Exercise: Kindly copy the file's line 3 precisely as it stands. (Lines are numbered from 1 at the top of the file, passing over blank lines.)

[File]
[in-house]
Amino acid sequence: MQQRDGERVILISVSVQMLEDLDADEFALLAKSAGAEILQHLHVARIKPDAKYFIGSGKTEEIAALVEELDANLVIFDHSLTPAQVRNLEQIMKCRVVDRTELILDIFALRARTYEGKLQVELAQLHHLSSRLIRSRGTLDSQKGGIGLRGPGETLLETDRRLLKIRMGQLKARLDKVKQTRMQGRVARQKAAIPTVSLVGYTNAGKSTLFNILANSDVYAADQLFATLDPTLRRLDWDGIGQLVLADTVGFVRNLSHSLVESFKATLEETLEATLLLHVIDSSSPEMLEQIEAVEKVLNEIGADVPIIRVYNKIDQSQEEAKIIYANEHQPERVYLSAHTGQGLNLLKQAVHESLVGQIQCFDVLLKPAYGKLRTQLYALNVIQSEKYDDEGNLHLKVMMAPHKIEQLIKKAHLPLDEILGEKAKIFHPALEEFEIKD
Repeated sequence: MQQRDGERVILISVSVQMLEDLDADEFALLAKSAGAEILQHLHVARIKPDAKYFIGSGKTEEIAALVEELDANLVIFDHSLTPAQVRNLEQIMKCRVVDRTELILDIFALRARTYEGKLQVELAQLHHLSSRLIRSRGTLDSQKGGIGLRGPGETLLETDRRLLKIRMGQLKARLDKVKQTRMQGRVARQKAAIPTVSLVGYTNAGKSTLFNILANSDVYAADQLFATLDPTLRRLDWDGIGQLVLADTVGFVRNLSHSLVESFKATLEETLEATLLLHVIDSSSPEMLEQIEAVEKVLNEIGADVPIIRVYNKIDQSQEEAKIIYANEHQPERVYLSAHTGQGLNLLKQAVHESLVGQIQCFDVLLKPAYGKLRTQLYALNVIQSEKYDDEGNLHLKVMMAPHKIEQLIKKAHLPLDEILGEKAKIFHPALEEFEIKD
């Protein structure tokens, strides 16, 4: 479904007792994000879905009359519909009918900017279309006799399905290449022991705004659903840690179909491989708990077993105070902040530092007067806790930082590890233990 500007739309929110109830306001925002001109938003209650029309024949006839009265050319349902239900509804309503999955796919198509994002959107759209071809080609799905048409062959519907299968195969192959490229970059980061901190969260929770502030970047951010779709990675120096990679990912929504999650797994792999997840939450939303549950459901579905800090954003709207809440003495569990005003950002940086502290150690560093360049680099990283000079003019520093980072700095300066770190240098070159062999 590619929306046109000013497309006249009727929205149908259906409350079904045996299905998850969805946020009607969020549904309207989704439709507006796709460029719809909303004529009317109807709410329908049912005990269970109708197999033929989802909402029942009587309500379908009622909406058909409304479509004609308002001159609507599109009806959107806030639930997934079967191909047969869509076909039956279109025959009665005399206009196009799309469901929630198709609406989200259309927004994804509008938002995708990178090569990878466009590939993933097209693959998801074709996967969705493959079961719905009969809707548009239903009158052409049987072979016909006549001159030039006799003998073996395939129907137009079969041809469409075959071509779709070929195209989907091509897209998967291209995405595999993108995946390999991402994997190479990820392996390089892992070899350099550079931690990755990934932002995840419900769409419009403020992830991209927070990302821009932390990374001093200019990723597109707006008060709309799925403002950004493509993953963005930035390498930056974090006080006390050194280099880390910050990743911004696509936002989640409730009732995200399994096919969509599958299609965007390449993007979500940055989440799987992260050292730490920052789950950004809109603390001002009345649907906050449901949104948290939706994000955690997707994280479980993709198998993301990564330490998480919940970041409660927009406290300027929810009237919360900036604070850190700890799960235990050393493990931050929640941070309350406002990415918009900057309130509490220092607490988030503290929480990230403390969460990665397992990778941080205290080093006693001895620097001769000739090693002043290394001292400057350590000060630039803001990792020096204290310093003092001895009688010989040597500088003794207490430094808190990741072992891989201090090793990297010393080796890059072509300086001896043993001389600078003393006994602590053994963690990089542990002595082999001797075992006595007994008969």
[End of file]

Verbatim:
Repeated sequence: MQQRDGERVILISVSVQMLEDLDADEFALLAKSAGAEILQHLHVARIKPDAKYFIGSGKTEEIAALVEELDANLVIFDHSLTPAQVRNLEQIMKCRVVDRTELILDIFALRARTYEGKLQVELAQLHHLSSRLIRSRGTLDSQKGGIGLRGPGETLLETDRRLLKIRMGQLKARLDKVKQTRMQGRVARQKAAIPTVSLVGYTNAGKSTLFNILANSDVYAADQLFATLDPTLRRLDWDGIGQLVLADTVGFVRNLSHSLVESFKATLEETLEATLLLHVIDSSSPEMLEQIEAVEKVLNEIGADVPIIRVYNKIDQSQEEAKIIYANEHQPERVYLSAHTGQGLNLLKQAVHESLVGQIQCFDVLLKPAYGKLRTQLYALNVIQSEKYDDEGNLHLKVMMAPHKIEQLIKKAHLPLDEILGEKAKIFHPALEEFEIKD